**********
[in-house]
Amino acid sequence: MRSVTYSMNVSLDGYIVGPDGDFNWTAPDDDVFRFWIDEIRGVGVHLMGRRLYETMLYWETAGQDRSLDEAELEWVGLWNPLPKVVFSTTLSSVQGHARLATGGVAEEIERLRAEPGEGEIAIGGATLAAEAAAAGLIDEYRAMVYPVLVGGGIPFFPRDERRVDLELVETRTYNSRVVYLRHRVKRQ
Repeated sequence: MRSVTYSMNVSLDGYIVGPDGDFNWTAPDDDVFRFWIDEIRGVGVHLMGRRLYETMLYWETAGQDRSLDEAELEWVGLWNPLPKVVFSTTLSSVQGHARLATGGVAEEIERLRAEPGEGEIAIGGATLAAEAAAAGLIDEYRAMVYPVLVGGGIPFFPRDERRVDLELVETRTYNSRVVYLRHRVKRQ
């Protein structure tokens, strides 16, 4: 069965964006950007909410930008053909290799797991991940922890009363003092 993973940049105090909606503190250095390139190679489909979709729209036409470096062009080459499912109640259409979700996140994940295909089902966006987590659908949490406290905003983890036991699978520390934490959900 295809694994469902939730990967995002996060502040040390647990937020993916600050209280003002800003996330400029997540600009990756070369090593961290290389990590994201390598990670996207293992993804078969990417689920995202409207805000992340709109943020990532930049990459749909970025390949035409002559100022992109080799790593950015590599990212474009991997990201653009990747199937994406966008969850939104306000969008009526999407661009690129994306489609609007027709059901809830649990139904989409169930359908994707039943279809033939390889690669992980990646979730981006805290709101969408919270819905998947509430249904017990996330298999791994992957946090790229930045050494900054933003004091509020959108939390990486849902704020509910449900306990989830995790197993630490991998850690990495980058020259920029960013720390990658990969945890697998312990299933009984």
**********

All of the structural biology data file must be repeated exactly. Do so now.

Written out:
[in-house]
Amino acid sequence: MRSVTYSMNVSLDGYIVGPDGDFNWTAPDDDVFRFWIDEIRGVGVHLMGRRLYETMLYWETAGQDRSLDEAELEWVGLWNPLPKVVFSTTLSSVQGHARLATGGVAEEIERLRAEPGEGEIAIGGATLAAEAAAAGLIDEYRAMVYPVLVGGGIPFFPRDERRVDLELVETRTYNSRVVYLRHRVKRQ
Repeated sequence: MRSVTYSMNVSLDGYIVGPDGDFNWTAPDDDVFRFWIDEIRGVGVHLMGRRLYETMLYWETAGQDRSLDEAELEWVGLWNPLPKVVFSTTLSSVQGHARLATGGVAEEIERLRAEPGEGEIAIGGATLAAEAAAAGLIDEYRAMVYPVLVGGGIPFFPRDERRVDLELVETRTYNSRVVYLRHRVKRQ
């Protein structure tokens, strides 16, 4: 069965964006950007909410930008053909290799797991991940922890009363003092 993973940049105090909606503190250095390139190679489909979709729209036409470096062009080459499912109640259409979700996140994940295909089902966006987590659908949490406290905003983890036991699978520390934490959900 295809694994469902939730990967995002996060502040040390647990937020993916600050209280003002800003996330400029997540600009990756070369090593961290290389990590994201390598990670996207293992993804078969990417689920995202409207805000992340709109943020990532930049990459749909970025390949035409002559100022992109080799790593950015590599990212474009991997990201653009990747199937994406966008969850939104306000969008009526999407661009690129994306489609609007027709059901809830649990139904989409169930359908994707039943279809033939390889690669992980990646979730981006805290709101969408919270819905998947509430249904017990996330298999791994992957946090790229930045050494900054933003004091509020959108939390990486849902704020509910449900306990989830995790197993630490991998850690990495980058020259920029960013720390990658990969945890697998312990299933009984």